V-Ray Basic Settings (Global Settings Tab)
3.2 Simple Base Renderings: V-Ray
As I said above, this is my rendering software of choice. It’s simple to use right out of the box and has many advanced features that integrate perfectly with Sketchup.
3.3 Simple Base Renderings: Kerkythea
If you are looking for a free rendering program, go with Kerkythea. It integrates well with Sketchup and is easy to use.
Kerkythea Interior Night Rendering
4. Controlling Light Manually with Photoshop:
There will be many times when you can’t get rendering software to do what you want it to do and you have to figure it out in Photoshop. It is really valuable information to have and will get you out of many jams, especially with presentations the next day.
4.1 PS Ambient Occlusion
Simply put, this term refers to adding shadows in corners where geometry meets. By understanding this concept, you can add depth and realism to an image that is lacking both. It can also be used on diagrams or model image exports that haven’t been rendered.
4.2 PS Window Light
It can consume a lot of resources to add a ton of lights in a rendering program. Often, it can be faster just to paint in the light in Photoshop.
For clarification (because I get these questions a lot) here are some quick facts about my workflow and software that I use:
I use Sketchup for all of my modeling. I have used Rhino, 3D Studio Max, Revit, Form Z, but have always come back to Sketchup. I prefer it because of its speed. No other software allows me to model as fast as I can in Sketchup. It also seems to be a universal software known by everyone. The majority of clients I’ve worked with, not only in the U.S. but also worldwide, either work with Sketchup or are familiar with the program.
While I was in school, I used Kerkythea and created several tutorials during this time. It was a free program and was easily accessible to anyone who visited my site. Last year, I switched to V-Ray because I needed more features and a higher quality output. V-Ray is not free but is still a valuable program if you can afford it. V-Ray works within Sketchup and isn’t a stand alone program like Kerkythea.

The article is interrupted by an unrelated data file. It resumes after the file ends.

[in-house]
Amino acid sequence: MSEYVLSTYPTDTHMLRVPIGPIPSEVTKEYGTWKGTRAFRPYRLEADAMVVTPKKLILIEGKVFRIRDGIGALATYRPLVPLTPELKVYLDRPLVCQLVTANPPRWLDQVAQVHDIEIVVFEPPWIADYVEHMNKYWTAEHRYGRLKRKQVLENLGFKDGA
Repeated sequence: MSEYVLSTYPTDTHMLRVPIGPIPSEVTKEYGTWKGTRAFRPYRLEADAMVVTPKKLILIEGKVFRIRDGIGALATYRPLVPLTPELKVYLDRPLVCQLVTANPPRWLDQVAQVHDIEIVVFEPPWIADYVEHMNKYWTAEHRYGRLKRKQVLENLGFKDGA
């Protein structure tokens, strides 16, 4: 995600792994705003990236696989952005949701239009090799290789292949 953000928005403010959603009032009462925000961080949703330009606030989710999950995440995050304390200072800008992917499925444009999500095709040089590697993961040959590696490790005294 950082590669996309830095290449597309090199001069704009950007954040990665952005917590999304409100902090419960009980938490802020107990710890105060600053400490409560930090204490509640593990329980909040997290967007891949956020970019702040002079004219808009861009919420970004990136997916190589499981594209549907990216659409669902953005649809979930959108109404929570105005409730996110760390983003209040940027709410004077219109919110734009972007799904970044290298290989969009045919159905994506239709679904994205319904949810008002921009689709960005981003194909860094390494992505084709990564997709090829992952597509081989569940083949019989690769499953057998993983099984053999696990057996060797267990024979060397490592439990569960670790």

Post Processing: Photoshop.
For all editing and post processing, I use Photoshop. There is free software like Gimp and Photoshop Express that you can use as a replacement, but nothing beats the real thing.
This can range based on the needs and how it will be viewed. In school, most of my illustrations were about 2,000 px wide but this was several years ago. Times have changed and so has hardware. Today, I am now rendering at 4,500 px to 5,500 px wide. I think for students, because of hardware limitations, 3,000 px to 4,000 px would be a good size to aim for. All images made for my website in the past year were rendered at 4,500 px or higher on my laptop.
I try to keep rendering times to about 3 to 4 hours (using my laptop). This is easy to accomplish if you are not using displacement maps and really high render settings. Once in Photoshop, I typically spend between 4 to 6 hours. This includes adding people, trees, ground plane, skies, and lighting effects.
If there is anything that I missed or any questions you have, send me an email through my about me page or leave a comment. I see this as an evolving document that will grow and change over time, especially in the quick facts section.
Awesome stuff! Cheers alex
While working on Photoshop which colour mode do u use?
CMYK or RBG .an arch visual is something which needs to be printed and sometimes shown in screens. So which colour mode should I use while starting and how should I make a image without losing colours while manipulating modes ?ARCH VIZ CMYK OR RBG
Thanks for the compiling article, been following you for a few years now. Great stuff!
Thanks so much for all your tutorials over the years.. always fantastic.
Thank you Alex!
Absolutely astounding. I believe there is no better resource for students and practicing professionals in learning how to produce amazing architectural visualizations that have a common vein of spirit and vision.
Thank you for all of your hard work and selfless approach to create visual communication as well as a down-to-earth teaching techniques.
I appreciate you, Alex!
Thanks, very useful. A couple of questions:
Do you use SketchUp from scratch for your projects to create architectural plans, sections, etc. with it, or is it just for rendering?
What do you do if one of your clients only have their project in Revit?
Mario, I only use sketchup for 3d modeling, and then use CAD or Revit for the plans and sections. Our office often receives Revit files that we then import into Sketchup. Revit imports pretty cleanly into sketchup as a DWG.